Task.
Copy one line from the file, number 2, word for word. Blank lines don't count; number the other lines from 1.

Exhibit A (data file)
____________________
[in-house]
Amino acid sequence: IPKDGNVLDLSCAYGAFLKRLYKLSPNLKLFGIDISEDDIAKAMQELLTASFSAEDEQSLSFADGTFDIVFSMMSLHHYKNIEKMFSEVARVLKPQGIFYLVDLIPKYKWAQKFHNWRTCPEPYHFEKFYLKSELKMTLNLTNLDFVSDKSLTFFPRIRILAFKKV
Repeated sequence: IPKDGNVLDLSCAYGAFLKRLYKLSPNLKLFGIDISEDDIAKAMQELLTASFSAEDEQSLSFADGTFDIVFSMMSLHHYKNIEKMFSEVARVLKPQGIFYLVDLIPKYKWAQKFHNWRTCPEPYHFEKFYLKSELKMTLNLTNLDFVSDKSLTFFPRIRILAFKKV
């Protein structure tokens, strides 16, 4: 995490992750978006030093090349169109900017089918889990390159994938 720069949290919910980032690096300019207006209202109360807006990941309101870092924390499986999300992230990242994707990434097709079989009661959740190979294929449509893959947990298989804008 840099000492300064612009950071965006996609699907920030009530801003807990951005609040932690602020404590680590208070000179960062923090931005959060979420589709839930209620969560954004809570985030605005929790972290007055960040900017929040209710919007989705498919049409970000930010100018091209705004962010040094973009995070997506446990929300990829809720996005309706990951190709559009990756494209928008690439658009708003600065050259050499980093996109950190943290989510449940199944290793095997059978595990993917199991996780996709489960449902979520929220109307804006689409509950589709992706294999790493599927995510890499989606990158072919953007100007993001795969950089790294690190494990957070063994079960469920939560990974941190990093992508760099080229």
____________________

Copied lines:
Amino acid sequence: IPKDGNVLDLSCAYGAFLKRLYKLSPNLKLFGIDISEDDIAKAMQELLTASFSAEDEQSLSFADGTFDIVFSMMSLHHYKNIEKMFSEVARVLKPQGIFYLVDLIPKYKWAQKFHNWRTCPEPYHFEKFYLKSELKMTLNLTNLDFVSDKSLTFFPRIRILAFKKV